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Books on Speech and Language


The following books on speech and language have been reviewed for the Harried Parent's Book Club. They are sorted by Guide Rating, with five stars being best.

1. The Parent's Guide to Speech and Language Problems

Cover image courtesy of Debbie Feit
Pretty much everything you want to know about your child's speech and language problems is in here somewhere. A friendly, comprehensive resource, The Parent's Guide to Speech and Language Problems leads you from suspicions to diagnosis to therapy to school and insurance battles, with plenty of company from other parents along the way. 4.5 Stars

2. Speaking of Apraxia

Speaking of Apraxia
Cover image by Woodbine House
If you're looking for one resource with pretty much everything you'll need to know about Childhood Apraxia of Speech, Speaking of Apraxia may stop your search. It's written by a parent, so the explanations are accessible, the experience is personal, and the advice is practical and tested in real life. 4.5 Stars

3. Childhood Speech, Language and Listening Problems

Cover image courtesy of PriceGrabber
Whether you're trying to make sense of your child's communication problem or a speech therapist's report, this book offers a comprehensive overview of causes and treatments that can bring you up to speed. 4 Stars

4. T.A.S.C. - Tools for Achieving Social Confidence

Cover image courtesy of Sandra Furia
Learning the give and take of social conversation can be a major challenge to kids on the autism spectrum or with pragmatic language difficulties. But you may find that school speech therapists are more interested in dealing with articulation than social speech. T.A.S.C., written by a speech therapist and a special education teacher, gives a good blueprint for teaching conversation, one you can start at home or pass on to school personnel. 4 Stars

5. Teach Me How to Say It Right

Cover image courtesy of Dorothy P. Doughtery
If you've ever wondered, "What can I do at home to help my child's articulation and vocabulary?" this is the book you've been looking for. Full of easy exercises for working with your child and information on why things may be difficult for him, it's a great resource for parents who want to be at-home therapists. 4 Stars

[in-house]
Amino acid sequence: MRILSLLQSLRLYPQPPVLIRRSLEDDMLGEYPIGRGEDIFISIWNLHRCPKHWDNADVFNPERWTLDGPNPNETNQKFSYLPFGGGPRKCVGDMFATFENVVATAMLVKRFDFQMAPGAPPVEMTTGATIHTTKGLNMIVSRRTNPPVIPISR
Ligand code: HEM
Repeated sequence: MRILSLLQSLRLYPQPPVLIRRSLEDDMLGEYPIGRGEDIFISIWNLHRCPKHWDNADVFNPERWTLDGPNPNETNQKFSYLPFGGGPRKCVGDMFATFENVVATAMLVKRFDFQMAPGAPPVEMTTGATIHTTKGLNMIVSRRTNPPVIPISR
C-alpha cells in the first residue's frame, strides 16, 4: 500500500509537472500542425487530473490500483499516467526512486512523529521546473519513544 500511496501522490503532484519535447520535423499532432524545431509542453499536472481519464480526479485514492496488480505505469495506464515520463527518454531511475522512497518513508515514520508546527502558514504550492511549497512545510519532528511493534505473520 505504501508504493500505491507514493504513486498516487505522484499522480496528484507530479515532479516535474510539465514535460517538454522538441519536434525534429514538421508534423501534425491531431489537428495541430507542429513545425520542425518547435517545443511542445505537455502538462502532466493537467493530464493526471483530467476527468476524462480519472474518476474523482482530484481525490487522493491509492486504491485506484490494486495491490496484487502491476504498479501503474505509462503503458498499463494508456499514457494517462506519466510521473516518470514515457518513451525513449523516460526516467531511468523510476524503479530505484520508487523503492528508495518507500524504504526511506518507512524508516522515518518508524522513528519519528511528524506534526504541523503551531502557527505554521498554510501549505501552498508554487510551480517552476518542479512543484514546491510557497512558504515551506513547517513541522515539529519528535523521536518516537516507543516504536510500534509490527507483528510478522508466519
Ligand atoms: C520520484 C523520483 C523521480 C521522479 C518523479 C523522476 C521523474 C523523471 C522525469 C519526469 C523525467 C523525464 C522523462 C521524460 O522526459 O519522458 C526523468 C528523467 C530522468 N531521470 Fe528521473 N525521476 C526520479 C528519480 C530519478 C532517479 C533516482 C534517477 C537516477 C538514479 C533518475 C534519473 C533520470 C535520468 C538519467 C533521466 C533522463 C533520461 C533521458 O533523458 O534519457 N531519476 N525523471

6. What Did You Say? What Do You Mean?

Cover image courtesy of Jessica Kingsley Publishers
A guide to understanding metaphors might be the sort of thing you'd expect to find in a high school English class, not a special-needs parenting bookshelf. But this cleverly illustrated book was instead designed to help children with Asperger syndrome decipher expressions that don't mean what they say. In fact, any literal-thinking child can benefit from this cheerful resource. 4 Stars

7. The Mislabeled Child

Cover image courtesy of Brock Eide, M.D., M.A.
The authors, founders of the Eide Neurolearning Clinic, have seen plenty of children who have received diagnoses of ADHD, autism, and mental illness -- and discovered that in some cases, the real problem was a learning or language disability. They share their expertise here with parents, at great length and maybe excessive detail. But if you've worried that professionals just don't quite get your kid, this could be a lifeline. 4 Stars

8. Speech and Language Development and Intervention in Down Syndrome and Fragile X

Cover image courtesy of Brookes Publishing Company
A gathering of research studies, this "definitive volume" is clearly not meant for parents, nor makes any claim to be so. Still, some parents (like me) do insist on cracking scholarly tomes now and then, and this one's borderline accessible. If you live and breathe DS or FXS, you may well find information to make the effort useful. 3 Stars

9. Enhancing Everyday Communication for Children With Disabilities

Cover image courtesy of Brookes Publishing Co.
This may well be an excellent book for teachers and therapists who work with children who can't communicate in obvious ways. My review here only considers what it offers for parents, which is, not as much as I'd hoped for. If you have a nonverbal child, you may find a few useful ideas here. But otherwise, it doesn't communicate that well. 2.5 Stars

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